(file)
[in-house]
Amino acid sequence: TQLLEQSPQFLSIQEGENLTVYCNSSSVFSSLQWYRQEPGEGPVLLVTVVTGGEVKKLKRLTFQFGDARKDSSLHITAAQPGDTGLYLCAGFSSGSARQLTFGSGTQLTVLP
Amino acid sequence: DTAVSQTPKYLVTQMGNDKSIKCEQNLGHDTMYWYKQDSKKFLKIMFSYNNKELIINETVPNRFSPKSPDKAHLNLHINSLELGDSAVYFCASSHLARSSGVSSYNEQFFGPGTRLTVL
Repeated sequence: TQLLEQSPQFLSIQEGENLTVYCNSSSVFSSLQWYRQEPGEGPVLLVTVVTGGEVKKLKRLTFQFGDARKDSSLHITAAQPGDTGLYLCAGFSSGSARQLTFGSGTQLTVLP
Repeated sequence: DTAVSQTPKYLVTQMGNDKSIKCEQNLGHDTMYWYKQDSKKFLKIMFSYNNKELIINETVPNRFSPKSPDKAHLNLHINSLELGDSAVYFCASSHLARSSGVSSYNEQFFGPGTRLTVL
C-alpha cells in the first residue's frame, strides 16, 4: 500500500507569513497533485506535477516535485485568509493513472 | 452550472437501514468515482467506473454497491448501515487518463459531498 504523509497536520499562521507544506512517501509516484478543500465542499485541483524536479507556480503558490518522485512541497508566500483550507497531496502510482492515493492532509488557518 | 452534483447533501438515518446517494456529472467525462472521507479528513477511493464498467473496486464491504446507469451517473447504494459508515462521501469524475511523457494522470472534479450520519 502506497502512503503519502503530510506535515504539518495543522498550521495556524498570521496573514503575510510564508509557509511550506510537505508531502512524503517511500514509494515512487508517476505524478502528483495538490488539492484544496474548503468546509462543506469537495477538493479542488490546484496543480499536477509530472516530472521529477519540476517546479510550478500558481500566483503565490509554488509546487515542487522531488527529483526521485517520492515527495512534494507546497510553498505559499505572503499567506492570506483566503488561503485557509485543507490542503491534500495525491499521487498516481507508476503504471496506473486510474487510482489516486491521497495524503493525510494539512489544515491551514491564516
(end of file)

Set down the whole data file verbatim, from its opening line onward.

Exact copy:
[in-house]
Amino acid sequence: TQLLEQSPQFLSIQEGENLTVYCNSSSVFSSLQWYRQEPGEGPVLLVTVVTGGEVKKLKRLTFQFGDARKDSSLHITAAQPGDTGLYLCAGFSSGSARQLTFGSGTQLTVLP
Amino acid sequence: DTAVSQTPKYLVTQMGNDKSIKCEQNLGHDTMYWYKQDSKKFLKIMFSYNNKELIINETVPNRFSPKSPDKAHLNLHINSLELGDSAVYFCASSHLARSSGVSSYNEQFFGPGTRLTVL
Repeated sequence: TQLLEQSPQFLSIQEGENLTVYCNSSSVFSSLQWYRQEPGEGPVLLVTVVTGGEVKKLKRLTFQFGDARKDSSLHITAAQPGDTGLYLCAGFSSGSARQLTFGSGTQLTVLP
Repeated sequence: DTAVSQTPKYLVTQMGNDKSIKCEQNLGHDTMYWYKQDSKKFLKIMFSYNNKELIINETVPNRFSPKSPDKAHLNLHINSLELGDSAVYFCASSHLARSSGVSSYNEQFFGPGTRLTVL
C-alpha cells in the first residue's frame, strides 16, 4: 500500500507569513497533485506535477516535485485568509493513472 | 452550472437501514468515482467506473454497491448501515487518463459531498 504523509497536520499562521507544506512517501509516484478543500465542499485541483524536479507556480503558490518522485512541497508566500483550507497531496502510482492515493492532509488557518 | 452534483447533501438515518446517494456529472467525462472521507479528513477511493464498467473496486464491504446507469451517473447504494459508515462521501469524475511523457494522470472534479450520519 502506497502512503503519502503530510506535515504539518495543522498550521495556524498570521496573514503575510510564508509557509511550506510537505508531502512524503517511500514509494515512487508517476505524478502528483495538490488539492484544496474548503468546509462543506469537495477538493479542488490546484496543480499536477509530472516530472521529477519540476517546479510550478500558481500566483503565490509554488509546487515542487522531488527529483526521485517520492515527495512534494507546497510553498505559499505572503499567506492570506483566503488561503485557509485543507490542503491534500495525491499521487498516481507508476503504471496506473486510474487510482489516486491521497495524503493525510494539512489544515491551514491564516